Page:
15 Responses to “Brits Do Something About Phony Mediums, Three Cheers!”

  1. Sgerbic says:

    “anyone who claims they can talk to dead people has to do is to get them to talk back – in court”

    Love it!

    BTW that picture was of Australia right?

  2. Simon says:

    The uk thing is good but all your links are from 2years ago we’ve had a successful prosecution since then.

    • Mark Edward says:

      Thanks for the speedy up-dates. I just heard about this on the radio a few days ago and it sounded like it was just happening. Guess I should have checked the dates huh? Still, it was news to me and your up-date site makes it even better.

  3. AUJT says:

    Right on! Right on! Right on!

  4. Max says:

    “The presumption of innocence will be retracted so that spiritualists and mediums must prove they did not mislead, coerce or take advantage of any ‘vulnerable’ consumers.”

    The UK seems to have a problem with the “innocent until proven guilty” concept. The UK libel laws already forced defendants to prove their innocence, and now this.

    • Max says:

      Another example here.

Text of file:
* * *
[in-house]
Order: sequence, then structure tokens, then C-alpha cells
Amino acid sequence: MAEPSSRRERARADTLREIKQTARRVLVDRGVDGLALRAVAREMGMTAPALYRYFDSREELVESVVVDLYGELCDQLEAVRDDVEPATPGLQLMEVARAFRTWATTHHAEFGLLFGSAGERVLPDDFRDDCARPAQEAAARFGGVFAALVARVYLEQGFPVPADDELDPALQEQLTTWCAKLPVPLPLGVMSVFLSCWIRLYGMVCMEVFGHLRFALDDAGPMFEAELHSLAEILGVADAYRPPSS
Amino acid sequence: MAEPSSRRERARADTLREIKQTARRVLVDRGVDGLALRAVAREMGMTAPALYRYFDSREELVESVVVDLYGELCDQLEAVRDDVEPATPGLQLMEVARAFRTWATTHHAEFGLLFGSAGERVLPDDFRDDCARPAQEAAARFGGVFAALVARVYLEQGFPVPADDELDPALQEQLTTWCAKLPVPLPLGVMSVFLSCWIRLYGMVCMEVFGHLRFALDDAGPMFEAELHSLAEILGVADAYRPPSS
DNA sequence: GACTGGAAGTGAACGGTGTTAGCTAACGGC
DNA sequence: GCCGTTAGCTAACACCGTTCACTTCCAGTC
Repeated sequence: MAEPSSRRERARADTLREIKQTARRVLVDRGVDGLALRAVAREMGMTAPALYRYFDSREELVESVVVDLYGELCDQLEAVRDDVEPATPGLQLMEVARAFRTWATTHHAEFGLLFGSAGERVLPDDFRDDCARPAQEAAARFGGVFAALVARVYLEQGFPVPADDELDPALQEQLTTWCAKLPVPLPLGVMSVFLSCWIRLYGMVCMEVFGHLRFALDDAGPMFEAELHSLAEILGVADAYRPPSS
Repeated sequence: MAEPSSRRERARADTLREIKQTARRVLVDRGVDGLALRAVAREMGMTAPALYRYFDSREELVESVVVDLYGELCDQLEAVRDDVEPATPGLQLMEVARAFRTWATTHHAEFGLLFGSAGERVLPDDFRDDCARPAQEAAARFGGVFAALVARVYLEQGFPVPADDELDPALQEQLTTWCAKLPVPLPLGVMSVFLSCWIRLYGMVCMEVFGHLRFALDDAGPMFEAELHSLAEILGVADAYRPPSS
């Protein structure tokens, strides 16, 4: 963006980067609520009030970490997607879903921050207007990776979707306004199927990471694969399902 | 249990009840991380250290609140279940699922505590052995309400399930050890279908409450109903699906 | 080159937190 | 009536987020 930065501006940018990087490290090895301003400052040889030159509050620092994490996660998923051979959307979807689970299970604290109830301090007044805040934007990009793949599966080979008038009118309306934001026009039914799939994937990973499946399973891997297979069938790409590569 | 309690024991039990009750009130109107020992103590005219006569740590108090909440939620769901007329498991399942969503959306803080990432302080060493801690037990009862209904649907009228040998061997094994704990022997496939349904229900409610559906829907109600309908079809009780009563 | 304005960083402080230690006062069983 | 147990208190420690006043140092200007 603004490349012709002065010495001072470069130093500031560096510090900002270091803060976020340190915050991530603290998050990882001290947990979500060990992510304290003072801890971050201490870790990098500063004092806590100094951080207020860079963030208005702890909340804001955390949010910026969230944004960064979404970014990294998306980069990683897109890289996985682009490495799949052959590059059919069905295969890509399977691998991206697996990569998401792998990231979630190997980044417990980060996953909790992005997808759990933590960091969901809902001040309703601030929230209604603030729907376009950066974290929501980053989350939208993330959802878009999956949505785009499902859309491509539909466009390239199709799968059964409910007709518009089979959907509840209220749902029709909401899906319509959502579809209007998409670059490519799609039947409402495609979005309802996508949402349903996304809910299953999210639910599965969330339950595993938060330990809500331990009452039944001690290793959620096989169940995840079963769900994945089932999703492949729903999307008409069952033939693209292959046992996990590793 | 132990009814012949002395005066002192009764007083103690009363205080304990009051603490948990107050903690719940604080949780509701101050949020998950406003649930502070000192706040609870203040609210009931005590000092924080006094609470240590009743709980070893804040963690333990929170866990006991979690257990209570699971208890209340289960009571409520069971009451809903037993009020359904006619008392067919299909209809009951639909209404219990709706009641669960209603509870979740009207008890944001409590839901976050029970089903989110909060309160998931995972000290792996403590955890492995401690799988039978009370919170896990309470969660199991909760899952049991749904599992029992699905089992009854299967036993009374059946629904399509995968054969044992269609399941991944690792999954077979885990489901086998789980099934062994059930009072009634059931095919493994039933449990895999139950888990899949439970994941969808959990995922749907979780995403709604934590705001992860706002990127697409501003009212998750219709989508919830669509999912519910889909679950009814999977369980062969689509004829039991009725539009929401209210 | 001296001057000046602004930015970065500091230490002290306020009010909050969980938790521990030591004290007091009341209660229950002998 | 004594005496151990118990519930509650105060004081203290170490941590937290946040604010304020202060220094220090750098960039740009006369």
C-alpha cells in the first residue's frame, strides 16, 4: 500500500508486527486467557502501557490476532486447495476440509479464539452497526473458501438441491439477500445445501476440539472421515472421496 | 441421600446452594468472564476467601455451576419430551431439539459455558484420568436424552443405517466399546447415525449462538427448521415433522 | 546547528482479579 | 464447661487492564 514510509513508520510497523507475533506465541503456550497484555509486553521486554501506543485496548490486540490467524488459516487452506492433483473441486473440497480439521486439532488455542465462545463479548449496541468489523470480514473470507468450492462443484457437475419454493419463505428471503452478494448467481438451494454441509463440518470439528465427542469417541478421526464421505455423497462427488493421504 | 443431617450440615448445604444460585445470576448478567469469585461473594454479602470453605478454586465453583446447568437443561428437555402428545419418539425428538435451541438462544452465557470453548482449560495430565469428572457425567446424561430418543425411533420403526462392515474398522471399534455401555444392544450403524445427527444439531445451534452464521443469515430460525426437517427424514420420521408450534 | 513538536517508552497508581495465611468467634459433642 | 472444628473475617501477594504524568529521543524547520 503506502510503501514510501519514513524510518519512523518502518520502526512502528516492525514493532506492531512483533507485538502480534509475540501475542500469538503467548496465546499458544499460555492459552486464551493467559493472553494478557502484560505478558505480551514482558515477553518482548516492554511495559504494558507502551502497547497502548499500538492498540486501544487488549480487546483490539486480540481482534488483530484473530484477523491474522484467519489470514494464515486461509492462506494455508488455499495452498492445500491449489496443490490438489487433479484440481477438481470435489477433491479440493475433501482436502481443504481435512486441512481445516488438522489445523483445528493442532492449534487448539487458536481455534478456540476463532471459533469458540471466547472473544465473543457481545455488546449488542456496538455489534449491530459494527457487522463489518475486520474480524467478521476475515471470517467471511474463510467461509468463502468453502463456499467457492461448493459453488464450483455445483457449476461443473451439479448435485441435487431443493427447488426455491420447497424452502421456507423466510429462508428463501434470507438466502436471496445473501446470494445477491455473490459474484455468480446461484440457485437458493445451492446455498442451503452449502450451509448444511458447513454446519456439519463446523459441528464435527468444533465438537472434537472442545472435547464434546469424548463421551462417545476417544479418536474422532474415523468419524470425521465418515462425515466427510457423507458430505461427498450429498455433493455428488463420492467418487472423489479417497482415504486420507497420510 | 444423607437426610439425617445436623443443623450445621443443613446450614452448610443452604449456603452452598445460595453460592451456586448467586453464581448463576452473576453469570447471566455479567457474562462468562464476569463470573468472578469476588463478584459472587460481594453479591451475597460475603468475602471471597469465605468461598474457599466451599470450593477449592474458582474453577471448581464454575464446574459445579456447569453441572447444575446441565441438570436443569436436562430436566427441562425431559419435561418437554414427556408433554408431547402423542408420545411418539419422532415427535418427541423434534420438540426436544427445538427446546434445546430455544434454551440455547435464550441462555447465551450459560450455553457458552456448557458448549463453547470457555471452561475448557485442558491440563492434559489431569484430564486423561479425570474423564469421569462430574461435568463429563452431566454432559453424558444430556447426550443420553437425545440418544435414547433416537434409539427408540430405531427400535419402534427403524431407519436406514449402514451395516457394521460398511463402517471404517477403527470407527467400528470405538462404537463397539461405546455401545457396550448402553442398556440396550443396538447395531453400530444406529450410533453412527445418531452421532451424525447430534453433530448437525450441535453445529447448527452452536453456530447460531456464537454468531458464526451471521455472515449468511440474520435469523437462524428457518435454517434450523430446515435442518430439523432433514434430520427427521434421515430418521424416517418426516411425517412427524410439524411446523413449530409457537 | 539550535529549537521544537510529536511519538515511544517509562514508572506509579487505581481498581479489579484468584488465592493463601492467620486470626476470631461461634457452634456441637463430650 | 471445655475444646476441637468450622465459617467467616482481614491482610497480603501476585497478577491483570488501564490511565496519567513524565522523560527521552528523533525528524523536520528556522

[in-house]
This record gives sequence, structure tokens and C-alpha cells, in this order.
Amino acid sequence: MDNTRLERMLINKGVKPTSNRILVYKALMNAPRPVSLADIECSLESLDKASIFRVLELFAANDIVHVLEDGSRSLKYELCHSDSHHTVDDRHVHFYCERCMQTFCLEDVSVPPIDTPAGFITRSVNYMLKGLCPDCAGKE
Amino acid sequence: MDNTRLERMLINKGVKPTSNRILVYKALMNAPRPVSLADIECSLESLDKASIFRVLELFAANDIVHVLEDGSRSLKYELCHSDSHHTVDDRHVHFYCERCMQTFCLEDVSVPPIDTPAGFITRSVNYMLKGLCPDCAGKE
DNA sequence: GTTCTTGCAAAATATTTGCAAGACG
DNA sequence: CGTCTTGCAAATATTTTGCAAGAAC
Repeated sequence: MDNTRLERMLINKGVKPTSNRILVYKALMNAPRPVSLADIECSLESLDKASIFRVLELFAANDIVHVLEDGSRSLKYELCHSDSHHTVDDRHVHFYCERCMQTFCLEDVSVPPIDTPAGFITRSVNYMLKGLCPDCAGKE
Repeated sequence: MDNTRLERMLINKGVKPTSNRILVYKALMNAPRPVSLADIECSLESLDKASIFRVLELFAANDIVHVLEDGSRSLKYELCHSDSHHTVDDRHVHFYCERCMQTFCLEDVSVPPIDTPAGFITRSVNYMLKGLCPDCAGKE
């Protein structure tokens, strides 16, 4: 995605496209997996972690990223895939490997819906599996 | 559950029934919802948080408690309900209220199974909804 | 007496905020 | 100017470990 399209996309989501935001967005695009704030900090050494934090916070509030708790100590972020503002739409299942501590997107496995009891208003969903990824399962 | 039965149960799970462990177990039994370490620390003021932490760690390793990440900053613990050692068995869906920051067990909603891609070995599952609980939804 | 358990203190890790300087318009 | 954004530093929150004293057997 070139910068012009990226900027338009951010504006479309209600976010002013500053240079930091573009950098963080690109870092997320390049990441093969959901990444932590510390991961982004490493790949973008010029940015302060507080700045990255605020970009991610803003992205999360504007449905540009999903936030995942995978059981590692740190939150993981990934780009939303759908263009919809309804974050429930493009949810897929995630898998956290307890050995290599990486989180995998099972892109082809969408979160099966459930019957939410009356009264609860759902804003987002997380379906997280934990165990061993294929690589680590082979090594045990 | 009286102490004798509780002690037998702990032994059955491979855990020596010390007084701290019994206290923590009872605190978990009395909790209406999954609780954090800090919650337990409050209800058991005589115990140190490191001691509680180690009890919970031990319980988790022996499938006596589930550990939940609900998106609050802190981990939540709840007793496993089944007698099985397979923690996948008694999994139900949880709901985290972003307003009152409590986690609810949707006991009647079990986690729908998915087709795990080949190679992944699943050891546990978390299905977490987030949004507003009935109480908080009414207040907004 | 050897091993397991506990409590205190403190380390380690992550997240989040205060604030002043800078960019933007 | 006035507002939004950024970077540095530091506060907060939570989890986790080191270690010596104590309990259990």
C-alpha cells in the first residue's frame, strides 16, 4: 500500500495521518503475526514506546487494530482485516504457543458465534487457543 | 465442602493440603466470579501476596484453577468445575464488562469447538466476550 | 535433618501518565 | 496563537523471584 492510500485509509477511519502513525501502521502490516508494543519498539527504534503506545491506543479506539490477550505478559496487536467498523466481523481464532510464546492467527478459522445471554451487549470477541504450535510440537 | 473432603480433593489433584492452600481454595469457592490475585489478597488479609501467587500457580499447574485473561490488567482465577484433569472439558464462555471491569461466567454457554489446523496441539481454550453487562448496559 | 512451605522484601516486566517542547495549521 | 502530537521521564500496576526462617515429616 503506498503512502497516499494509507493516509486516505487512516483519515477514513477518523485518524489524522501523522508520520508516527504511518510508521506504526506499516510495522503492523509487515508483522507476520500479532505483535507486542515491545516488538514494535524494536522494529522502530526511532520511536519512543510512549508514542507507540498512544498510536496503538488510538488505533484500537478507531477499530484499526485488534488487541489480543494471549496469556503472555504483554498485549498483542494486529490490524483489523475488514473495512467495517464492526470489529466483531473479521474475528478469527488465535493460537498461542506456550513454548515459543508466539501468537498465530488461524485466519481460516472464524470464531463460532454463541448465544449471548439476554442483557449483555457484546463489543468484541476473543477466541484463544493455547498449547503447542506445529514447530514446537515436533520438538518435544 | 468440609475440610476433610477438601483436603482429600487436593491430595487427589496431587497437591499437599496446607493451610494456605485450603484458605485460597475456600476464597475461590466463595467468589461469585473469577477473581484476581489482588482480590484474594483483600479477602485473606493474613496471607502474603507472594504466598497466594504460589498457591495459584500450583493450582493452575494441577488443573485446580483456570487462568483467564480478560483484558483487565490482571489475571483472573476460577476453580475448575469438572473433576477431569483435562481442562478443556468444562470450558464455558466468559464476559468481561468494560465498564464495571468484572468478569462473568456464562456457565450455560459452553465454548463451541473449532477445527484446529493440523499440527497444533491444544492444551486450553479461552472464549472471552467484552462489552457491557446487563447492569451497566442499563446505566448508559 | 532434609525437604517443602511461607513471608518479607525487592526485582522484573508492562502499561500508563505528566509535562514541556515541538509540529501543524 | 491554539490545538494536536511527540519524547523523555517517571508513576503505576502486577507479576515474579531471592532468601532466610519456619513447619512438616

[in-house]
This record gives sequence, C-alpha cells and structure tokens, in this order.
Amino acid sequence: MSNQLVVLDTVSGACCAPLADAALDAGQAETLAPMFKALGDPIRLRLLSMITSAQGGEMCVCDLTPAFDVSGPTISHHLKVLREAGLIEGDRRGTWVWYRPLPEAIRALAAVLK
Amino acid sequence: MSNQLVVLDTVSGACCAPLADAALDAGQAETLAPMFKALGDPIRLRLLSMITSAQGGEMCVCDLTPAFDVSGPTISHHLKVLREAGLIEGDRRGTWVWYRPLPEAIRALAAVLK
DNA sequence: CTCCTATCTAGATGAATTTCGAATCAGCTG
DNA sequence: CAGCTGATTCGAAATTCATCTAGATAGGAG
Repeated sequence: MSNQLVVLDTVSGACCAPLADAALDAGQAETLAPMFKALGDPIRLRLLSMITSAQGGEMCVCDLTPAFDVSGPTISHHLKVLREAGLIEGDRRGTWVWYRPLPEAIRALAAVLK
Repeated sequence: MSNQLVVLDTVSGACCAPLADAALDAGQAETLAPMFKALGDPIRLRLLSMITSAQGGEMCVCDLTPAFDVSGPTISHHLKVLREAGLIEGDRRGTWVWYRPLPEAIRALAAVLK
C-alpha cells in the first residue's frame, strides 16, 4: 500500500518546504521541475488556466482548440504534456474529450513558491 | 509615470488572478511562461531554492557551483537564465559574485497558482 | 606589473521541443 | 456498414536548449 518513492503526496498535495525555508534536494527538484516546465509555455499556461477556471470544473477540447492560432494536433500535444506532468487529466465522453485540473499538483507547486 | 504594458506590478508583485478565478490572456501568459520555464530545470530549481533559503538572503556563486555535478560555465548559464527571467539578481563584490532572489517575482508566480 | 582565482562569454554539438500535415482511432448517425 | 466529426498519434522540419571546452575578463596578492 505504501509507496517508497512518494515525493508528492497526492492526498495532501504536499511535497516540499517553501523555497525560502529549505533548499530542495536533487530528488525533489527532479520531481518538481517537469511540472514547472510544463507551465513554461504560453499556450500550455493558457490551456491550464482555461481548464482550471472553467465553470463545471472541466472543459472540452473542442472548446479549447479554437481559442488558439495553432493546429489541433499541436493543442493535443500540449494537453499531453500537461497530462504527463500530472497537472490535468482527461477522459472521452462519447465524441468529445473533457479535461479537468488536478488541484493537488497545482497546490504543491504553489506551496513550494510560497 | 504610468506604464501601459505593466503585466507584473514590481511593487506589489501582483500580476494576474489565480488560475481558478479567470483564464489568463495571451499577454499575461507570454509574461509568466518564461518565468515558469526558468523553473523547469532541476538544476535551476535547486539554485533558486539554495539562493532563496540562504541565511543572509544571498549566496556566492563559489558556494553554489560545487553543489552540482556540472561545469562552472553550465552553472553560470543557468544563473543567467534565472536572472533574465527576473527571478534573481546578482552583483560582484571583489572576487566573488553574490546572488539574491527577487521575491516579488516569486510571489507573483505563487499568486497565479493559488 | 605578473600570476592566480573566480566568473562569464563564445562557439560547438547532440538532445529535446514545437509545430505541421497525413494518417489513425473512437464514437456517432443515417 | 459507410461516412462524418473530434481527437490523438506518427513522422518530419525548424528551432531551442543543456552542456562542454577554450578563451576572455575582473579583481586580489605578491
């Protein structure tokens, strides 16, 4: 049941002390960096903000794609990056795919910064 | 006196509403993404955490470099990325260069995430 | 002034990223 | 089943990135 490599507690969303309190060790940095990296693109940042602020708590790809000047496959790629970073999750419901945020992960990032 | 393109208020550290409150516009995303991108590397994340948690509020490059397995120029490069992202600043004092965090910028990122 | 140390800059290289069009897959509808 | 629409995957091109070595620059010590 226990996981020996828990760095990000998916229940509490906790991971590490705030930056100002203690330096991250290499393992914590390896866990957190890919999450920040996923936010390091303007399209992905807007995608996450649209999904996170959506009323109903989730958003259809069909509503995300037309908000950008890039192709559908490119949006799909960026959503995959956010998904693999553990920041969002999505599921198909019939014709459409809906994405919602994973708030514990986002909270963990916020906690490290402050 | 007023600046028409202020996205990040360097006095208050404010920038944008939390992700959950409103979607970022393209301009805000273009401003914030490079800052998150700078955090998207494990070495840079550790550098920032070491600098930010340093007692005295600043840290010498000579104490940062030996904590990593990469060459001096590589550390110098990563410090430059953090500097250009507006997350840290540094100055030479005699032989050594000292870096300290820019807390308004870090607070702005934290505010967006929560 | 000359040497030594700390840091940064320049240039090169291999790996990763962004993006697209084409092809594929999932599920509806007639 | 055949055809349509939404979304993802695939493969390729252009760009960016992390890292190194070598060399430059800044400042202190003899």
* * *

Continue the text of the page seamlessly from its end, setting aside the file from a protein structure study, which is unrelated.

In the United Kingdom, statute law provides for criminal penalties for failing to decrypt data on request from the Police. If the suspect is unwilling (or unable) to do so, it is an offence. Citizens can therefore be convicted and imprisoned without any proof that the encrypted material was unlawful. Further, the onus is on the defendant to decrypt the data, and having lost the key or the password is not considered reasonable excuse.

    • MadScientist says:

      However, in this instance the presumption of guilt is sensible. Those poor folks who still believe in spiritualism need to genuinely think about what they’re doing. Not all spiritualists are aware that they are cons (that is, they believe their own mumbo-jumbo), but this ignorance or self-deception does not make their claims true.